RE: Wonder what their angle is...
By marvdmartian on 5/10/2011 8:13:29 AM , Rating: 1
Knowing Microsoft, to take a perfectly functioning, free service, and turn it into a bloated, slow and expensive service that may or may not function. ;)

RE: Wonder what their angle is...
By Eguichardo on 5/10/11, Rating: 0
RE: Wonder what their angle is...
By Pirks on 5/10/2011 9:18:17 AM , Rating: 4
arghhh those horrible msn passports, they eat your balls, rape your woman and make your mama cry... all fear the devilish invention of The Evil Ballmer!

LOL :)))))))

RE: Wonder what their angle is...
By ians55 on 5/10/2011 11:56:41 AM , Rating: 2
Hide yo kids, hide yo wife and hide yo husband!

RE: Wonder what their angle is...
By Smilin on 5/10/2011 2:09:17 PM , Rating: 3
Yeah just like XBox Live! Or their $6 per user Cloud service with 99.9% uptime. Heck for that price you only get a full IT staff and data center to run sharepoint, exchange, OCS, Office, workstation management, 25Gig mailboxes and support.

Microsoft knows nothing about managing such a large service. Do they even have a website? Well I mean other than Live, hotmail, bing, msdn, technet and all that.

We would have been much better off if Google or Sony had bought Skype. Or Apple..I mean iTunes isn't bloated and expensive compared to that slick Zune site.

.../sarcasm generator hits second try exception waiting on spinlock...

RE: Wonder what their angle is...
By nafhan on 5/10/2011 9:34:10 AM , Rating: 3
Well, overnight they're probably the biggest player in VOIP. I'd be willing to bet integration with the business side of things will be part of the strategy here (if not the main goal of the purchase). Business software is where MS pulls in a good chunk of their money, after all.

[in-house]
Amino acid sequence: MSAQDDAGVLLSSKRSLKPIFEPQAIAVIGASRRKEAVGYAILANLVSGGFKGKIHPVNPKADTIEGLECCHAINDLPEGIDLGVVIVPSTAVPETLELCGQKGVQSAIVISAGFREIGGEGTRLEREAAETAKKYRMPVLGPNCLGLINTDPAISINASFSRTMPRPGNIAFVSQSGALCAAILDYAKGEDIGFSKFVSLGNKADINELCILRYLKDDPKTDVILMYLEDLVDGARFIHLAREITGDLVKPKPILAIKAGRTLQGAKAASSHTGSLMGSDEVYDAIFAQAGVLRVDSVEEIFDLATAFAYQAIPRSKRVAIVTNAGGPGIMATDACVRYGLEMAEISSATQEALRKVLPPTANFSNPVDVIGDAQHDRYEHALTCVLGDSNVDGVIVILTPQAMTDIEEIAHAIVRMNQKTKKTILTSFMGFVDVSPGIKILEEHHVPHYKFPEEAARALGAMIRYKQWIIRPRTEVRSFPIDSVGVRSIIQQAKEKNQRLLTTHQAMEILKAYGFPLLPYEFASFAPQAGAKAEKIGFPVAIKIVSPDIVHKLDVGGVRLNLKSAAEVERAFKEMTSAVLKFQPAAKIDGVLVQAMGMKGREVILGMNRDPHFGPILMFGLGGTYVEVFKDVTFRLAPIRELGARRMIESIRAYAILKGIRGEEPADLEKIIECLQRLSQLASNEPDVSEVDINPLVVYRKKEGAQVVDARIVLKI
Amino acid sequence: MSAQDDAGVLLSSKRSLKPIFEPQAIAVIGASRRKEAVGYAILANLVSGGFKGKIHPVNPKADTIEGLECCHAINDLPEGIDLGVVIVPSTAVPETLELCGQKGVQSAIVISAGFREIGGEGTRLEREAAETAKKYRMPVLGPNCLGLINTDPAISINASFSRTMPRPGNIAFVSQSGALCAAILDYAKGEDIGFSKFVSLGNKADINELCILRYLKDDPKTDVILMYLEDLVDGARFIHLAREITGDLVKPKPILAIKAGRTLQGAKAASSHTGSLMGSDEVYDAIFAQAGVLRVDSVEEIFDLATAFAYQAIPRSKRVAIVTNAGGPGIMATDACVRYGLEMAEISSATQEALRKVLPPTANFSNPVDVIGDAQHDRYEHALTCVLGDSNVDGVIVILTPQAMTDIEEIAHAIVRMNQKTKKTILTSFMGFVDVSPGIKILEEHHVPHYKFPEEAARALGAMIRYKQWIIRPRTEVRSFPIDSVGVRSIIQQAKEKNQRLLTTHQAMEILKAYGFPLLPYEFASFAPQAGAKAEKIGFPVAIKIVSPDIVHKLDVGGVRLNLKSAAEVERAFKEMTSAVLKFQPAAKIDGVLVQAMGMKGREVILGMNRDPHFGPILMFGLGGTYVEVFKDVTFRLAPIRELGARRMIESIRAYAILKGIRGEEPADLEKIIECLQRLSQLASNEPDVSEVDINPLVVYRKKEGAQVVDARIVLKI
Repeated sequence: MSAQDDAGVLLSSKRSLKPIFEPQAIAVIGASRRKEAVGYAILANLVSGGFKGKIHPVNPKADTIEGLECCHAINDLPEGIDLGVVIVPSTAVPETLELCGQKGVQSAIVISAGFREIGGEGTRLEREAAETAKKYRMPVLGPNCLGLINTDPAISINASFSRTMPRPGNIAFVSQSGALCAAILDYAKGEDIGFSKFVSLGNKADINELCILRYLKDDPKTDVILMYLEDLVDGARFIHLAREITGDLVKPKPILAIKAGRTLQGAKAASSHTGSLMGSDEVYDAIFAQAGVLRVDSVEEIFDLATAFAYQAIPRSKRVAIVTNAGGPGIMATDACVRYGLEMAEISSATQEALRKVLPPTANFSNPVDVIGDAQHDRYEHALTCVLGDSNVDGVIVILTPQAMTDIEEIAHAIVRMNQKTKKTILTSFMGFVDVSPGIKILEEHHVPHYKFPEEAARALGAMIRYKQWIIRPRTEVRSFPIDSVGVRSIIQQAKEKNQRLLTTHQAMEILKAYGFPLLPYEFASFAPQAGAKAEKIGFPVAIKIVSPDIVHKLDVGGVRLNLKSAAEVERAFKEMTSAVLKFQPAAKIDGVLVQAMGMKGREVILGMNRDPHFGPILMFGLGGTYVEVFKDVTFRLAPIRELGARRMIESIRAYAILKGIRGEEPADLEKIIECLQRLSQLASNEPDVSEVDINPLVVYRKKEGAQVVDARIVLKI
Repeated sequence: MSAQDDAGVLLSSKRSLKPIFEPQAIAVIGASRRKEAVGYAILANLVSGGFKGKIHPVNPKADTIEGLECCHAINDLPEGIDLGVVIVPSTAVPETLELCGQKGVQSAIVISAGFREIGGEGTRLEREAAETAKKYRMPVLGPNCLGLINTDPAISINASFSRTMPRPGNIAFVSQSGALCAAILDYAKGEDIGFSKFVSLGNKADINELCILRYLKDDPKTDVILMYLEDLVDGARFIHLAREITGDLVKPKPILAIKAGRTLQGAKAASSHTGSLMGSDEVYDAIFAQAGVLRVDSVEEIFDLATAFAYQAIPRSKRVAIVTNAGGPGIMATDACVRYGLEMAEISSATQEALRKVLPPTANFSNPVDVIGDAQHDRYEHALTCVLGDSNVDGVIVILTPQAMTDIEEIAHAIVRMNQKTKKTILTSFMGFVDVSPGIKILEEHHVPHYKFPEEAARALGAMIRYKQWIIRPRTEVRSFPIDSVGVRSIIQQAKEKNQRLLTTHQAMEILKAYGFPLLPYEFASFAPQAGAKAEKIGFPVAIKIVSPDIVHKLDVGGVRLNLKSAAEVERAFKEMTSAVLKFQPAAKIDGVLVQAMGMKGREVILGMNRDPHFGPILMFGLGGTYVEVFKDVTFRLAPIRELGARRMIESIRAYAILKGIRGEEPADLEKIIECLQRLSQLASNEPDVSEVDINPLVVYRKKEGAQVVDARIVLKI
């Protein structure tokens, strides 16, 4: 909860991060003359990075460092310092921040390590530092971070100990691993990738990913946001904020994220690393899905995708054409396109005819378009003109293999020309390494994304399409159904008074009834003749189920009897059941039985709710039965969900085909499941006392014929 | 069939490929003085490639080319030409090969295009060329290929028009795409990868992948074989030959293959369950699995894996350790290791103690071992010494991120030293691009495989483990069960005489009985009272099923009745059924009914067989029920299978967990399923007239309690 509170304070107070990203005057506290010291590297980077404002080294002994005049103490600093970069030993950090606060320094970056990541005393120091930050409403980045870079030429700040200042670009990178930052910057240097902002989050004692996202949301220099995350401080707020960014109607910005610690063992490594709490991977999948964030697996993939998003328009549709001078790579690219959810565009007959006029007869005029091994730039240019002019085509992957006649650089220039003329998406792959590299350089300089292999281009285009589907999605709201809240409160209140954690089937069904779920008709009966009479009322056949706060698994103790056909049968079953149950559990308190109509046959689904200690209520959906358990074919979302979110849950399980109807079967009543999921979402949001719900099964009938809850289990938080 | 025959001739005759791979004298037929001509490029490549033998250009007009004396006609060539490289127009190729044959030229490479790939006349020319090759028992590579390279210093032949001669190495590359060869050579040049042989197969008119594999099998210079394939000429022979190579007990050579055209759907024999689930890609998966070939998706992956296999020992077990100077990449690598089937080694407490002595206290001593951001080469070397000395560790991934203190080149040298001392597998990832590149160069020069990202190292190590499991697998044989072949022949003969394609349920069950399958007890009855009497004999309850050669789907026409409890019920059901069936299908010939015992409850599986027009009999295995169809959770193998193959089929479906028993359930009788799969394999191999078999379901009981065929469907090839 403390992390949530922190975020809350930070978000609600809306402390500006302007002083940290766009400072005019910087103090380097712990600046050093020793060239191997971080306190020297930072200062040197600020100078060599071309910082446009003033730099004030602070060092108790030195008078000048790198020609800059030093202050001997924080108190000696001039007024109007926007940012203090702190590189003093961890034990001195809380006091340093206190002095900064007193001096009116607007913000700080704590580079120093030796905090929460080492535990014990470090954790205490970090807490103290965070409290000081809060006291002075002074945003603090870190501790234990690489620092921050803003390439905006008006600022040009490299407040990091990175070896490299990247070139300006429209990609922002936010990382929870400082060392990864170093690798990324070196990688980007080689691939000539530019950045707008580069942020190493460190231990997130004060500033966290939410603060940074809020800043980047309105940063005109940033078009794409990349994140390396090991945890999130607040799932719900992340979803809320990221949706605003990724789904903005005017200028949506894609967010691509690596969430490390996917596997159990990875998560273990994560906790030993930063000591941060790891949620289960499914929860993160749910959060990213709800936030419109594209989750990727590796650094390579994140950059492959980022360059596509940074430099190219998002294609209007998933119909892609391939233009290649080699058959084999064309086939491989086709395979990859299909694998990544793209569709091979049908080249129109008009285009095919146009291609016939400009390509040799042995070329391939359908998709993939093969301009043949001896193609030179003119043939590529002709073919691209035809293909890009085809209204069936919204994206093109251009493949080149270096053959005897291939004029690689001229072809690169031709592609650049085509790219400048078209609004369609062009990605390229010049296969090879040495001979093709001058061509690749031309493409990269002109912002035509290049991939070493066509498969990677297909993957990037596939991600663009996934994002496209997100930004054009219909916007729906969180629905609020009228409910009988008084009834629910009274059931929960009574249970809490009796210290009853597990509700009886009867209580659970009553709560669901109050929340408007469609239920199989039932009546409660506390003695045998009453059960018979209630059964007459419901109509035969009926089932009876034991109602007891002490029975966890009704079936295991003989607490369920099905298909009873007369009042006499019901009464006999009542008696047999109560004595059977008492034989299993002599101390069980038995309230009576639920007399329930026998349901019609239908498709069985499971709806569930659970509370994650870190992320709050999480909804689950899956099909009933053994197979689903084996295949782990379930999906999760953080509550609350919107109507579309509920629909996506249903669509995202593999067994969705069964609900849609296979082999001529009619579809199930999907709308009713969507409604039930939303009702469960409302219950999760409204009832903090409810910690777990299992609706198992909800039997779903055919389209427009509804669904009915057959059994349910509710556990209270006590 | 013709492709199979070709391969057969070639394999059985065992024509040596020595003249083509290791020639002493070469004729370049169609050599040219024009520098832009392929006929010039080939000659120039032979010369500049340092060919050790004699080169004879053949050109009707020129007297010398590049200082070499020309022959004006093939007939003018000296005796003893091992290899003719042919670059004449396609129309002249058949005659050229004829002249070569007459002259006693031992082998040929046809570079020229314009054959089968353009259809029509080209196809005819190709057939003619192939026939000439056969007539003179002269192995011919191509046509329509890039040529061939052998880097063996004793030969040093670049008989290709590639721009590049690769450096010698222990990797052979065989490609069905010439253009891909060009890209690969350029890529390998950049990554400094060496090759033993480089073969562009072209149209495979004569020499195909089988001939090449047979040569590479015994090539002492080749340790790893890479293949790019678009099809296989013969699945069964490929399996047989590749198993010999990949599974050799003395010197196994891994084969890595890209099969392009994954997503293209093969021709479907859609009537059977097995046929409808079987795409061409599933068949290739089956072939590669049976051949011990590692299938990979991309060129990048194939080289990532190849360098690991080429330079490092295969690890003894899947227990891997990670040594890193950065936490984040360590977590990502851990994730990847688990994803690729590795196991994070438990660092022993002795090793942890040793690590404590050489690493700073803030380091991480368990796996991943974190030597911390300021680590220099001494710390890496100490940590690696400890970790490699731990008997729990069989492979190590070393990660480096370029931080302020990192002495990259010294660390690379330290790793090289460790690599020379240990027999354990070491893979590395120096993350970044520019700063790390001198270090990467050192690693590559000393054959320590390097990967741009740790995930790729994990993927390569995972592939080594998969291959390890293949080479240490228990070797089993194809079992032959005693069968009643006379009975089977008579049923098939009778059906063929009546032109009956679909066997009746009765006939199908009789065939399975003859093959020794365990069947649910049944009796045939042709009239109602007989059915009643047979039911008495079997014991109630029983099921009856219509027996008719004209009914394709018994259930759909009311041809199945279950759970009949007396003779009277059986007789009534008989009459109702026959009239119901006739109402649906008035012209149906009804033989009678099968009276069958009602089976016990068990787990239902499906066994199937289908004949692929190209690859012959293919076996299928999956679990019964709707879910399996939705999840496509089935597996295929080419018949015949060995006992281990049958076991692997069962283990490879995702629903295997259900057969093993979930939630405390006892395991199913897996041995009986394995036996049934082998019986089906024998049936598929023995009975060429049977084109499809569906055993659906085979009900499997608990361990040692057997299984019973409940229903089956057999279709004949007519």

I can see a lot of synergies with the purchase, but not sure if it was worth $8.5bil...

RE: Wonder what their angle is...
By Smilin on 5/10/2011 2:11:18 PM , Rating: 2
They were already the biggest player in VoIP. This just makes them the biggest player in *consumer* VoIP.

RE: Wonder what their angle is...
By BZDTemp on 5/10/2011 10:42:07 AM , Rating: 2
Microsoft has realized smartphones is THE PLATFORM and are using their pile of cash to buy whatever they think can be used to gain marketshares in that world. That and they will of course use their position on other platforms to boost their crusade.
Next Microsoft could go for something like NetFlix, but likely that would be dangerous because it would make them platform and content provider.

PS. Janus & Niklas are my heroes. First they sold Skype to eBay and now they sold it again to Microsoft. Kudos.

By thefrozentin on 5/10/2011 1:24:12 PM , Rating: 2